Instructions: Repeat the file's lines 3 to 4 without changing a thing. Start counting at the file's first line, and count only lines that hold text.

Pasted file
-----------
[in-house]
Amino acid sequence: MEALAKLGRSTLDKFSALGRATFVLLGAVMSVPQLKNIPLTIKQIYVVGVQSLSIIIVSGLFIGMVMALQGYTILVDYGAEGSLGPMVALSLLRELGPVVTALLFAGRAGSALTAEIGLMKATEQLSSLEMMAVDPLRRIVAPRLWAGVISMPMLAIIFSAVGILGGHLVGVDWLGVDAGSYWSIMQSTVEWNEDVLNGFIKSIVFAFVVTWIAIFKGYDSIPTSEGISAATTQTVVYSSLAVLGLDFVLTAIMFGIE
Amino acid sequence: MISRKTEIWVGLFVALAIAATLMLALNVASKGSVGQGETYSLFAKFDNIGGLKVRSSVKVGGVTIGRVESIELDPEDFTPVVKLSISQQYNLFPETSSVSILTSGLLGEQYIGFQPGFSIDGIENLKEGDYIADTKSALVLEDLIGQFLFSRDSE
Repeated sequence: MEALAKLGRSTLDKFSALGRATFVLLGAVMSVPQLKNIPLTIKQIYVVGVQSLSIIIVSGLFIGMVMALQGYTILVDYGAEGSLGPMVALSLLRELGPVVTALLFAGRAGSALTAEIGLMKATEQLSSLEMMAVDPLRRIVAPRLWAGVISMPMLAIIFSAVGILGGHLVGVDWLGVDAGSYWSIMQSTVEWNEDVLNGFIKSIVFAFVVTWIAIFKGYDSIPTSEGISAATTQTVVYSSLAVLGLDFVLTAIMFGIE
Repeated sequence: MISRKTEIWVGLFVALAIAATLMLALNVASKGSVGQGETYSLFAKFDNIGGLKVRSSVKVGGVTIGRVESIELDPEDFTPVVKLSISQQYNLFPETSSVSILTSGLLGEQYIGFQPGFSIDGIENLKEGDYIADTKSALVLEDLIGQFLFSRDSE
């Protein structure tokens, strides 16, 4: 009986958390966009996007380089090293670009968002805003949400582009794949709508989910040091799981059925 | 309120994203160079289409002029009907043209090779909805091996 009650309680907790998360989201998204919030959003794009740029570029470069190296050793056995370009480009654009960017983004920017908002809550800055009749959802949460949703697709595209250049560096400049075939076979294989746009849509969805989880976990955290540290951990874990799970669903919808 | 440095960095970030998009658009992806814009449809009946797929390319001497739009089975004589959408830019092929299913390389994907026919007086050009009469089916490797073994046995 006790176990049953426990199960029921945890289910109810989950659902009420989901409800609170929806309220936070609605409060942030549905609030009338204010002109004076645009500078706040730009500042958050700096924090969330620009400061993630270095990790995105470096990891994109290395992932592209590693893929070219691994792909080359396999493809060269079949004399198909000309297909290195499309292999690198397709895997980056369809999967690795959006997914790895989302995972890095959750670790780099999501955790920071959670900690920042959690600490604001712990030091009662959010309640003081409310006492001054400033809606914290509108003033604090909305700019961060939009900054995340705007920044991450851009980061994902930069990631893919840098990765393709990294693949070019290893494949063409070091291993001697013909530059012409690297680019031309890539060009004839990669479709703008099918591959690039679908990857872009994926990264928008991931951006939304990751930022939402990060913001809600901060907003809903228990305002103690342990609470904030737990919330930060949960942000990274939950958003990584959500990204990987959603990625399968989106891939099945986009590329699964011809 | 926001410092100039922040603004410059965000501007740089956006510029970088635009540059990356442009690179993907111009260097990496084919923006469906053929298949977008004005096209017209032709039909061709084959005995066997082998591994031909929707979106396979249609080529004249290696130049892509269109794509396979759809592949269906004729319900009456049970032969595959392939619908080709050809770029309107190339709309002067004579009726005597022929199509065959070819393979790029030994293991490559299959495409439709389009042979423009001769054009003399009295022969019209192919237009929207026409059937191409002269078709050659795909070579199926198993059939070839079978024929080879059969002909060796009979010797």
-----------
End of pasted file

Amino acid sequence: MISRKTEIWVGLFVALAIAATLMLALNVASKGSVGQGETYSLFAKFDNIGGLKVRSSVKVGGVTIGRVESIELDPEDFTPVVKLSISQQYNLFPETSSVSILTSGLLGEQYIGFQPGFSIDGIENLKEGDYIADTKSALVLEDLIGQFLFSRDSE
Repeated sequence: MEALAKLGRSTLDKFSALGRATFVLLGAVMSVPQLKNIPLTIKQIYVVGVQSLSIIIVSGLFIGMVMALQGYTILVDYGAEGSLGPMVALSLLRELGPVVTALLFAGRAGSALTAEIGLMKATEQLSSLEMMAVDPLRRIVAPRLWAGVISMPMLAIIFSAVGILGGHLVGVDWLGVDAGSYWSIMQSTVEWNEDVLNGFIKSIVFAFVVTWIAIFKGYDSIPTSEGISAATTQTVVYSSLAVLGLDFVLTAIMFGIE